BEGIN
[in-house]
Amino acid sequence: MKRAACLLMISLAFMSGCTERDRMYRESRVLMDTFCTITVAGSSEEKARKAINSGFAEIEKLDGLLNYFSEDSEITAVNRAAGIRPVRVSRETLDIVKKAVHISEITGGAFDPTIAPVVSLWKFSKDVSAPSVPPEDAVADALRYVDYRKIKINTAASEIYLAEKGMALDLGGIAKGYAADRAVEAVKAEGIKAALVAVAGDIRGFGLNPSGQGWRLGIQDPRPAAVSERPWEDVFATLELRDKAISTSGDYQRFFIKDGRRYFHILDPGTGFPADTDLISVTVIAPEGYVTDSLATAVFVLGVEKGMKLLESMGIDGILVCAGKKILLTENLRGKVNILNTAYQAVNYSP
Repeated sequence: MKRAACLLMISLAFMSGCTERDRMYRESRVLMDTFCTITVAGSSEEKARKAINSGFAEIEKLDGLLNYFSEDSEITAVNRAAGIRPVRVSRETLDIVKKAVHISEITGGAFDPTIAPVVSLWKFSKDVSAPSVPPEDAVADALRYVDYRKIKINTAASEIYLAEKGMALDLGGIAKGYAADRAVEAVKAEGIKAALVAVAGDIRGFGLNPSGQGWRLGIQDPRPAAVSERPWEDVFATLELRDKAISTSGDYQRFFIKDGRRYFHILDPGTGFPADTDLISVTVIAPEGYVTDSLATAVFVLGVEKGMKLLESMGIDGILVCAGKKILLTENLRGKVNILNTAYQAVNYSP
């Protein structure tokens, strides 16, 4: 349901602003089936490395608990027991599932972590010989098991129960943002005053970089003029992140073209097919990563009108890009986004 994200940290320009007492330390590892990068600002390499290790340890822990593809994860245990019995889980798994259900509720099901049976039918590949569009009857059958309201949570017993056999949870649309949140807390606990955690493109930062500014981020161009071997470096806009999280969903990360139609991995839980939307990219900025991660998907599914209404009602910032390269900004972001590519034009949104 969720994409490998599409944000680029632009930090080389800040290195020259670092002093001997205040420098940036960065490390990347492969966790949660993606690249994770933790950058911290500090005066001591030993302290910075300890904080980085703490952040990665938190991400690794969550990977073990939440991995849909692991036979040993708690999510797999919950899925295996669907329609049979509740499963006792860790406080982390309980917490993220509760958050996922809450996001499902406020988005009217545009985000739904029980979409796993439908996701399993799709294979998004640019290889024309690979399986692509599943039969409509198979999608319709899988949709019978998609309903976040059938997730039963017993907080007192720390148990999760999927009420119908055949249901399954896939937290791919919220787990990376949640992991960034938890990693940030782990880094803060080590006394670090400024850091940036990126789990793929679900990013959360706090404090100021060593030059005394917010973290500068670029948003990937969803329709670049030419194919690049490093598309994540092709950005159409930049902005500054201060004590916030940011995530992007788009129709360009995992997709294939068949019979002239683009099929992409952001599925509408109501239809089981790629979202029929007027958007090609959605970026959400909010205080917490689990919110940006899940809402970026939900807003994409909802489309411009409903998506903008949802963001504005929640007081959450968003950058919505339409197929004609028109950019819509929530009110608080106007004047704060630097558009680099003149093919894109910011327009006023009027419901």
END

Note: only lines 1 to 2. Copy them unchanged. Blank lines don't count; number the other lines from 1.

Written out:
[in-house]
Amino acid sequence: MKRAACLLMISLAFMSGCTERDRMYRESRVLMDTFCTITVAGSSEEKARKAINSGFAEIEKLDGLLNYFSEDSEITAVNRAAGIRPVRVSRETLDIVKKAVHISEITGGAFDPTIAPVVSLWKFSKDVSAPSVPPEDAVADALRYVDYRKIKINTAASEIYLAEKGMALDLGGIAKGYAADRAVEAVKAEGIKAALVAVAGDIRGFGLNPSGQGWRLGIQDPRPAAVSERPWEDVFATLELRDKAISTSGDYQRFFIKDGRRYFHILDPGTGFPADTDLISVTVIAPEGYVTDSLATAVFVLGVEKGMKLLESMGIDGILVCAGKKILLTENLRGKVNILNTAYQAVNYSP